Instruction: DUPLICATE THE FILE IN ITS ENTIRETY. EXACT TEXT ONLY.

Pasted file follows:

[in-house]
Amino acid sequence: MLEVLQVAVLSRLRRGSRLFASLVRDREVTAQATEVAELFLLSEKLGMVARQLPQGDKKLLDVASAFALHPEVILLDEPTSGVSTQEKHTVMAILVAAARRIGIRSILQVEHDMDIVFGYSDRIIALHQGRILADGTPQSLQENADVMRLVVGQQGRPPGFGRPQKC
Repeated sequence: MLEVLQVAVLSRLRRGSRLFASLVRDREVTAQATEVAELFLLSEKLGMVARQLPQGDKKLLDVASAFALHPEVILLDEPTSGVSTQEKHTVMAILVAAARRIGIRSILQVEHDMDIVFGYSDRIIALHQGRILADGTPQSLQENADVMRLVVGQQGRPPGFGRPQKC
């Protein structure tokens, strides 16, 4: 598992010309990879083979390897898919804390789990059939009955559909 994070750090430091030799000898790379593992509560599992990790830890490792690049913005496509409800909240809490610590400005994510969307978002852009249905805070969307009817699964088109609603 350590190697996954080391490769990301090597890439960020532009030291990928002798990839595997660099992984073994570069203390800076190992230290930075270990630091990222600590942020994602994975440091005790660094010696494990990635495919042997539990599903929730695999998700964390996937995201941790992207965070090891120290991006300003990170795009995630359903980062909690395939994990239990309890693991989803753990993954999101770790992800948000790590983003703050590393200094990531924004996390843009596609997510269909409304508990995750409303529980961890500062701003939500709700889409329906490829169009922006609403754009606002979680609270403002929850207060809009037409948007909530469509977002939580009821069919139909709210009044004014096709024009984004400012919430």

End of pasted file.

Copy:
[in-house]
Amino acid sequence: MLEVLQVAVLSRLRRGSRLFASLVRDREVTAQATEVAELFLLSEKLGMVARQLPQGDKKLLDVASAFALHPEVILLDEPTSGVSTQEKHTVMAILVAAARRIGIRSILQVEHDMDIVFGYSDRIIALHQGRILADGTPQSLQENADVMRLVVGQQGRPPGFGRPQKC
Repeated sequence: MLEVLQVAVLSRLRRGSRLFASLVRDREVTAQATEVAELFLLSEKLGMVARQLPQGDKKLLDVASAFALHPEVILLDEPTSGVSTQEKHTVMAILVAAARRIGIRSILQVEHDMDIVFGYSDRIIALHQGRILADGTPQSLQENADVMRLVVGQQGRPPGFGRPQKC
């Protein structure tokens, strides 16, 4: 598992010309990879083979390897898919804390789990059939009955559909 994070750090430091030799000898790379593992509560599992990790830890490792690049913005496509409800909240809490610590400005994510969307978002852009249905805070969307009817699964088109609603 350590190697996954080391490769990301090597890439960020532009030291990928002798990839595997660099992984073994570069203390800076190992230290930075270990630091990222600590942020994602994975440091005790660094010696494990990635495919042997539990599903929730695999998700964390996937995201941790992207965070090891120290991006300003990170795009995630359903980062909690395939994990239990309890693991989803753990993954999101770790992800948000790590983003703050590393200094990531924004996390843009596609997510269909409304508990995750409303529980961890500062701003939500709700889409329906490829169009922006609403754009606002979680609270403002929850207060809009037409948007909530469509977002939580009821069919139909709210009044004014096709024009984004400012919430």